May’s stubborn reign has cost us multiple freedoms and marked an unprecedented attack on civil liberties, most commonly referenced in relation to the so-called ‘Snooper’s Charter’. But it is Article 8 of the much beleaguered ECHR – the right to family and private life – where her most enduring legacy lies and will no doubt grow in the coming years if she can weather this final storm. In her 2011 speech at the Conservative Conference, she launched her attack by declaring that the right had been ‘perverted’ before seeking to bully the courts into reducing its effect through parliamentary pressure and the 2012 Immigration Act. “In the interests of the economy, or controlling migration or public order, those sort of issues, the state has a right to qualify the right to a family life” she asserted. Remember, human rights were then reduced to #catgate for a while: "We all know the stories about the Human Rights Act... about the illegal immigrant who cannot be deported because, and I am not making this up, he had a pet cat."
Under other measures the private and family lives of citizens have also been curtailed. Rules introduced under May to restrict immigration mean that half of the women in the UK have lost their right to live in the UK with a foreign spouse because they do not earn over the economic threshold of £18,600.
Bourdieu famously said that Sociology is a martial art. Researching the lives of migrants and refugees in the UK feels like we are fighting a war with no arms. For Theresa May’s Go Home Office has proven itself to be particularly immune to evidence. The ‘Go Home’ vans have been shown to have fostered more fear and distrust than reassurance among even the most anti-immigrant voters; the ‘hostile environment’ has increased racism, and done all but nothing to deter would-be fellow citizens from seeking sanctuary on our shores. Meanwhile, while all other European countries have heeded the evidence that indefinite detention is ineffective, exorbitantly expensive and causes severe suffering and harm, the UK continues to expand its estate. Yes, often our research falls on doggedly deaf ears.
We try to give the little dignity we can to our fellow human beings in documenting their struggles and successes in the hope that evidence may change the state of things or even the way that history remembers this moment of our making. As my colleague writes upon telling me the news of Ahmed, “For me, I tell myself doing this sort of work you know that however hard you try you can't always find a solution and the blame for that lies squarely with our hostile government, but if someone feels a bit less alone and a bit more supported along the way then I feel something has been achieved, however small. Sorry for the sad news.”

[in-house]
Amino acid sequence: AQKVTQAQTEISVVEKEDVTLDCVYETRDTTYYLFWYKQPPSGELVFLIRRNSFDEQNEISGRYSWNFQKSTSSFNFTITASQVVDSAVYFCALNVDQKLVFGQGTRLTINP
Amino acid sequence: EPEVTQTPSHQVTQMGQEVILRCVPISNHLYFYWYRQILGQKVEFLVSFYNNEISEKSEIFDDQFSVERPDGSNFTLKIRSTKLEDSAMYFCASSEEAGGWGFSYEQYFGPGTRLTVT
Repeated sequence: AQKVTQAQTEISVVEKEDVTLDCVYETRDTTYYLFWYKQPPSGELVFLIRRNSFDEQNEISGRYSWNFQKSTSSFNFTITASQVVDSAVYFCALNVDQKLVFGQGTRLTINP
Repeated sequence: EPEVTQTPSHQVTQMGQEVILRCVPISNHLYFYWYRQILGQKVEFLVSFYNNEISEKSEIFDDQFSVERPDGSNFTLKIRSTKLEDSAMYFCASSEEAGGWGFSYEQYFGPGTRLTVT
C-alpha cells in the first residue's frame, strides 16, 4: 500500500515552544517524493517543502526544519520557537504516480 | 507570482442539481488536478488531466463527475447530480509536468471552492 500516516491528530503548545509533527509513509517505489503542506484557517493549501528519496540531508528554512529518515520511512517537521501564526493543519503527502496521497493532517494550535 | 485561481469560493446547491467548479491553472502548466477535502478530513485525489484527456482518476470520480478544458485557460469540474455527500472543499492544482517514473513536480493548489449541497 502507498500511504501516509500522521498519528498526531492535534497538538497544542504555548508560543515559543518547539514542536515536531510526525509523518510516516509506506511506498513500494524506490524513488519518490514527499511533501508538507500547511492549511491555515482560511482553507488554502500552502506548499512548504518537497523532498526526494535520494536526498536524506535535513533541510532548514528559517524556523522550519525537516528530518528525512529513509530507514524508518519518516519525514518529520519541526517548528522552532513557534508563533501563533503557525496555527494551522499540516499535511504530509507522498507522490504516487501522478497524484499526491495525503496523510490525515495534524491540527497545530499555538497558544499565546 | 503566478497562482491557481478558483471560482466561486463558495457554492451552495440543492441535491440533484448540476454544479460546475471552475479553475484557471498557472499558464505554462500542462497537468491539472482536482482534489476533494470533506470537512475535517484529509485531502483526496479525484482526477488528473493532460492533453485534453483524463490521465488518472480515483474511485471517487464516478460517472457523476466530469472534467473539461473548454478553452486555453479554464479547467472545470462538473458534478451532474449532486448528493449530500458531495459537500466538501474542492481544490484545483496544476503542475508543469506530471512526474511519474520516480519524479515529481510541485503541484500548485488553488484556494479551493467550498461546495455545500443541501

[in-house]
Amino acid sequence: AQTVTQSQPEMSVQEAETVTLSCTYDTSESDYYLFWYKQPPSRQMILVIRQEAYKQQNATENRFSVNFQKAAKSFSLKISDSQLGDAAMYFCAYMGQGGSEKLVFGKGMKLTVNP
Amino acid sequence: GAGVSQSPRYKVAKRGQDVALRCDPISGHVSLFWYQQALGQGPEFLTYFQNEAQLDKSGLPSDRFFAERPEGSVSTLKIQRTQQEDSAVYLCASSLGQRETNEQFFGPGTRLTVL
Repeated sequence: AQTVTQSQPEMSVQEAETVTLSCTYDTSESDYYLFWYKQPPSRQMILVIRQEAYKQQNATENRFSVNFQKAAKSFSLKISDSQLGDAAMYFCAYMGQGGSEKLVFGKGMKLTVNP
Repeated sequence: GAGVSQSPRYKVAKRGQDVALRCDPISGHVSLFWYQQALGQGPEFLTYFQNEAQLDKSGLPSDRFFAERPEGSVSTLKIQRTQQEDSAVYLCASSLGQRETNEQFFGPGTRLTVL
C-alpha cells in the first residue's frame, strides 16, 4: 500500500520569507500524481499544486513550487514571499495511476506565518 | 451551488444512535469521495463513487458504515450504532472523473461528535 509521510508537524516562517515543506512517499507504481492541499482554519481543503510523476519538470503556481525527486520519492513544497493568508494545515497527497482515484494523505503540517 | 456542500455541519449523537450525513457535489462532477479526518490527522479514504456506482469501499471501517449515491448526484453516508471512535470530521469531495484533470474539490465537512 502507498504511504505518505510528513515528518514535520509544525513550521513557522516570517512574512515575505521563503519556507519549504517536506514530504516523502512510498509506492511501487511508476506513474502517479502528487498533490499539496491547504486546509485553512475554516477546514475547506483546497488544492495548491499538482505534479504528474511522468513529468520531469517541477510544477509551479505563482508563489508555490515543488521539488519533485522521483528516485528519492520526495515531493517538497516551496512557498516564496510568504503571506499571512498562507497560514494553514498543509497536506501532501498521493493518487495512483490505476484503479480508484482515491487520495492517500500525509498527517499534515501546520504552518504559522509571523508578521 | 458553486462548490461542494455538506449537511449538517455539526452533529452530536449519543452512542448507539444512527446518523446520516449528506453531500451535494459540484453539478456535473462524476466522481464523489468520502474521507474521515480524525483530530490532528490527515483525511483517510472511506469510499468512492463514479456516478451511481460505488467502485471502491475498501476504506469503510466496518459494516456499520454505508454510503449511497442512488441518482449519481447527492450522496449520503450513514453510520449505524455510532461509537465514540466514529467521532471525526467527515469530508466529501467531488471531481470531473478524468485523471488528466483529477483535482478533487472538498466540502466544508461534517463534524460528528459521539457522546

Theresa May boasted in the launch of her leadership campaign yesterday that she had flown to Jordan to seek guarantees that radical cleric Abu Qatarda would not face torture. But her well-oiled deportation regime means that there are no such guarantees for young men like Ahmed. The UK will make no record of Ahmed’s suicide because it didn’t happen on British soil; but rather – we believe – once the plane touched down in the war-torn landscape of Afghanistan’s capital. The UK government does nothing to monitor the fate of returnees or deportees, though external evidence reveals that some deportees to Sri Lanka have faced torture and that hundreds of those returned to the war zones of Afghanistan and Iraq face no choice upon arrival but to re-migrate at great risk.
Unlike the dozens of migrants and refused asylum seekers who have taken their lives in detention centres at alarming rates in recent years, Ahmed spent the night on the phone to a volunteer at a local charity who tried to calmly talk him through his fears. We need to hold onto this love that May seeks to police. Otherwise in May’s “One Nation” we will all be border guards; and her vision of the Big Society will make us all shrink.
*The individuals’ names have been changed to protect anonymity.
This article was first published in July 2016.